This study examines the effect of fermenting wine with and without sulfur dioxide. Chardonnay grapes were harvested and pressed into 3 separate tanks. At pressing, one treatment received 3g/hL sulfur dioxide (control), and the other did not receive any sulfur dioxide, and the third did not receive any sulfur dioxide and received Stab Micro M and Tan Blanc at pressing and followed an Enartis no sulfur winemaking protocol. After settling, the juices were racked into barrel and inoculated with CY 3079. The Enartis wine received additions of Claril SP during settling. After completion of malolactic conversion, the control wine was stabilized with sulfur dioxide, and the Enartis treatment had Stab SLI, Tan SLI, and Stab Micro added at the end of malolactic conversion. Both barrels with the Enartis treatment fermented slower than the rest. No major chemistry differences were found between wines except for slightly lower lactic acid in the Enartis wine. The no sulfur wine had slightly higher levels of Lactic Acid Bacteria, slightly less O. oeni, and slightly less S. cerevisiae. The Enartis wine had slightly more S. cerevisiae, and slightly higher diacetyl. In general, judges were able to distinguish between the wine made with and without sulfur dioxide. This may have been due to a perceptible difference in diacetyl between these two wines, likely due to diacetyl binding by sulfur dioxide in the wine produced with sulfur dioxide. The no sulfur wine treatment may have had slight oxidation (but not in a negative respect), and the Enartis no sulfur wine may have had a slight bitterness (although this was not examined statistically). A perceived bitterness in the Enartis wine may be due to the use of sacrificial tannin. Preferences were not strong, but there seemed to be a preference for the wine made with sulfur dioxide, and then perhaps followed by the wine made without sulfur dioxide. However, many more studies are needed to further qualify how no sulfur winemaking impacts wine sensory qualities. Additionally, more studies need to be performed to determine how no sulfur wines age over time.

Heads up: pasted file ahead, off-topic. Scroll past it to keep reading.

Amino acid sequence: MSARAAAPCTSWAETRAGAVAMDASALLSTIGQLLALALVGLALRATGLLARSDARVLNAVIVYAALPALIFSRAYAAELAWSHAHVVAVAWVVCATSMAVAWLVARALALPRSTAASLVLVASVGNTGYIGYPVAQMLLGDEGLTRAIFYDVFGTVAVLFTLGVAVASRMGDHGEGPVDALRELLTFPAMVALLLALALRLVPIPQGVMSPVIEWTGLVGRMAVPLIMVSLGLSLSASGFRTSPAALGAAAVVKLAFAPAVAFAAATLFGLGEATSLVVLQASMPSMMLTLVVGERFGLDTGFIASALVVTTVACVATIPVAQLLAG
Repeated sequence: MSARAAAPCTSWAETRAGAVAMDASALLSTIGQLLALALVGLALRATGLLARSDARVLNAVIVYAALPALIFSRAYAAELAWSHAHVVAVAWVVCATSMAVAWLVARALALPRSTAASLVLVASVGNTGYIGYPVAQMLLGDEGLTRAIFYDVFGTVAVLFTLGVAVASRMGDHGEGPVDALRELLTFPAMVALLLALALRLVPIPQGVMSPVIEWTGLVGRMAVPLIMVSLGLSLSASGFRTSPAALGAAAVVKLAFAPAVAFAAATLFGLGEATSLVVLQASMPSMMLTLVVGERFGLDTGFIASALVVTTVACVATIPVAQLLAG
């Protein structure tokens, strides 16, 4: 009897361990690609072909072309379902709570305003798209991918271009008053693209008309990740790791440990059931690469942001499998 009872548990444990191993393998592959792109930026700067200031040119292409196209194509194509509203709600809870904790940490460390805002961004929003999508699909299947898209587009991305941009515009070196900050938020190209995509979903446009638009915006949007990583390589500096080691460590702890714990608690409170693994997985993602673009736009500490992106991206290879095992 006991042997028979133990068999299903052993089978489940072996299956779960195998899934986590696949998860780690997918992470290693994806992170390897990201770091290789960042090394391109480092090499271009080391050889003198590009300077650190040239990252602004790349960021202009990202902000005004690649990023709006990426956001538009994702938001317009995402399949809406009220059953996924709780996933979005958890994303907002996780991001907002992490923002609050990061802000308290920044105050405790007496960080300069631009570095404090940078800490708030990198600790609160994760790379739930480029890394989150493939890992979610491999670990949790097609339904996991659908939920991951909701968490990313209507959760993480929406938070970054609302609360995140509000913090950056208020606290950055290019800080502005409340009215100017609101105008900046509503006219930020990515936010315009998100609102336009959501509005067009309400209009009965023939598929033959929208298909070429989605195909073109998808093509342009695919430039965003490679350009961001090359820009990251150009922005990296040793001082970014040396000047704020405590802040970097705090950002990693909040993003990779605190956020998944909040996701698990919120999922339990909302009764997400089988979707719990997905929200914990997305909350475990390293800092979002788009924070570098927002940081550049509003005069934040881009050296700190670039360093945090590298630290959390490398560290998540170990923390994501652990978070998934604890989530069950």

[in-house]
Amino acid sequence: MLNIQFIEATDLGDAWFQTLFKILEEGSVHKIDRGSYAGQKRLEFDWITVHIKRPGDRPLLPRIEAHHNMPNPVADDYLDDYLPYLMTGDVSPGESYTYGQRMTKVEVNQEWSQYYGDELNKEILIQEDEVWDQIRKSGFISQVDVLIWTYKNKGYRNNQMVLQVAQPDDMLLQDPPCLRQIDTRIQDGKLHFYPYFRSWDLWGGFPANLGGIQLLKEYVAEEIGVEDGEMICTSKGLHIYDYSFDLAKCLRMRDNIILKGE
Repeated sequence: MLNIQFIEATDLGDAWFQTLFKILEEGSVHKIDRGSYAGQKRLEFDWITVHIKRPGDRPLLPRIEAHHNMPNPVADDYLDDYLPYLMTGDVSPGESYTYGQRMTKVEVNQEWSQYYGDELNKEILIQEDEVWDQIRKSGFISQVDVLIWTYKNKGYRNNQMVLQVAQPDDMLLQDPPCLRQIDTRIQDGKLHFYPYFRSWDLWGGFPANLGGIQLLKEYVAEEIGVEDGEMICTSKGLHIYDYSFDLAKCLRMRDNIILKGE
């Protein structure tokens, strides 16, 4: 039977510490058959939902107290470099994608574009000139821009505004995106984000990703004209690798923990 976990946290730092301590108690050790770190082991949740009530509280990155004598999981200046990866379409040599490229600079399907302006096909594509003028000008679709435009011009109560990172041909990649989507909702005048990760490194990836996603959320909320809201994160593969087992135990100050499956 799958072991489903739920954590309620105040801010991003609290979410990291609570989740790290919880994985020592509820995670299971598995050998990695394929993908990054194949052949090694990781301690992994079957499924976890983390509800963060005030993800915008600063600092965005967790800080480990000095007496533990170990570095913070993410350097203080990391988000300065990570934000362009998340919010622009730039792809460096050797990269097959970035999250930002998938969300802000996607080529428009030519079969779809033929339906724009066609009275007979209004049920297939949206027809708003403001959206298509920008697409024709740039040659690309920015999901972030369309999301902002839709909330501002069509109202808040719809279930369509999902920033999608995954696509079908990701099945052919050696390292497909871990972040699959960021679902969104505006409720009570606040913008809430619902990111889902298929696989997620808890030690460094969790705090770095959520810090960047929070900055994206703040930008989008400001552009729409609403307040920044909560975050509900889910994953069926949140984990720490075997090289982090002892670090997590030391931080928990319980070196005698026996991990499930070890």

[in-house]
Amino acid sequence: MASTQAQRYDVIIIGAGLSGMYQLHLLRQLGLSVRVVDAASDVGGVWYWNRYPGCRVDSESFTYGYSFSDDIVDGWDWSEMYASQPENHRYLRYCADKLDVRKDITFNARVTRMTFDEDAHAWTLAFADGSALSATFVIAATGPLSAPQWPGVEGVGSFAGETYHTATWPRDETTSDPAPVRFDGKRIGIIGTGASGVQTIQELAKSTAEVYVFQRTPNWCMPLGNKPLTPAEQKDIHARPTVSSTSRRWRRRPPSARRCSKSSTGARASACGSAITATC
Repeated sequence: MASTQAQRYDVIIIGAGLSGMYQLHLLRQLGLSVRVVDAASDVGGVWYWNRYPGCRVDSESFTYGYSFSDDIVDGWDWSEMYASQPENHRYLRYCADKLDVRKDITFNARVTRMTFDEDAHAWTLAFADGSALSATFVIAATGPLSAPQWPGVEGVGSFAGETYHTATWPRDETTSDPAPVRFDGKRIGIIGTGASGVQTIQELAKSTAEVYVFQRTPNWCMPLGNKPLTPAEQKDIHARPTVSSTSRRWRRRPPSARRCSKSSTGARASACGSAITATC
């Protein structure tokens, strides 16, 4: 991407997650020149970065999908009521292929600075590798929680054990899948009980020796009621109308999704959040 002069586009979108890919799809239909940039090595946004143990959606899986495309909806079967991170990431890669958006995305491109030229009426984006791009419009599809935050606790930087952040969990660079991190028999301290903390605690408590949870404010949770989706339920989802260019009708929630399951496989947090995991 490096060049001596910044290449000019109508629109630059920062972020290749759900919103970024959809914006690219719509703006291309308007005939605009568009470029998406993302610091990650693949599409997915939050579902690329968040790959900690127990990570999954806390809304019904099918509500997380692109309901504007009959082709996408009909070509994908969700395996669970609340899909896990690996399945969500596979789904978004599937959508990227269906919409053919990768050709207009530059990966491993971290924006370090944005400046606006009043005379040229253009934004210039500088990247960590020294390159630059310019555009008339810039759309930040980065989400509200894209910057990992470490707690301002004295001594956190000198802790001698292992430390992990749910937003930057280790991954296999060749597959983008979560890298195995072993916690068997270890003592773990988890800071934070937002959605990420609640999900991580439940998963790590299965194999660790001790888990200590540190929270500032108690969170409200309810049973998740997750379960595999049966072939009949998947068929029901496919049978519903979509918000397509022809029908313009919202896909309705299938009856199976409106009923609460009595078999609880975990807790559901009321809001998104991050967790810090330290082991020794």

This study examines the effect of producing wine with and without sulfur dioxide. Cabernet Franc grapes were harvested and processed into 3 separate T Bins. During crush, one treatment received 25ppm sulfur dioxide (control), the second did not receive any sulfur dioxide but instead was protected at crush with Zymaflore Egide, and the third did not receive any sulfur dioxide but instead received Tan Rouge and Stab Micro M during crushing and followed an Enartis no sulfur winemaking protocol. After processing, all wines were inoculated with ES488. One-third through fermentation the Enartis treatment received additions of Pro Tinto and Tan Color. Both no sulfur treatments were inoculated with ML Silver after pressing. At the end of fermentation, the control wine was stabilized with sulfur dioxide, the no sulfur wine received Stab Micro, and the Enartis protocol received additions of Surli Round, Tan SLI, and Stab Micro M. Wine chemistry is similar between treatments, except that no sulfur winemaking resulted in slightly lower TA. Both no sulfur winemaking wines had higher levels of acetic acid bacteria, lactic acid bacteria, and Pediococcus. Color intensity was higher due to a lack of sulfite bleaching. Overall, Cabernet Franc produced with sulfur dioxide tended to have higher perceived Acidity. Other differences between wines were not easy to distinguish with the descriptors used in this study, but the no sulfur wine and the wine with sulfur dioxide may have had slightly higher Overall Aromatic Intensity and Fruit Intensity. The wine made with sulfur dioxide tended to be most preferred, followed by the wine without sulfur dioxide. Conclusions are difficult to draw at this point. Many more studies are needed on no sulfur winemaking in red wines and its impact on sensory qualities. Additionally, more studies are needed to examine how aging is affected by no sulfur winemaking.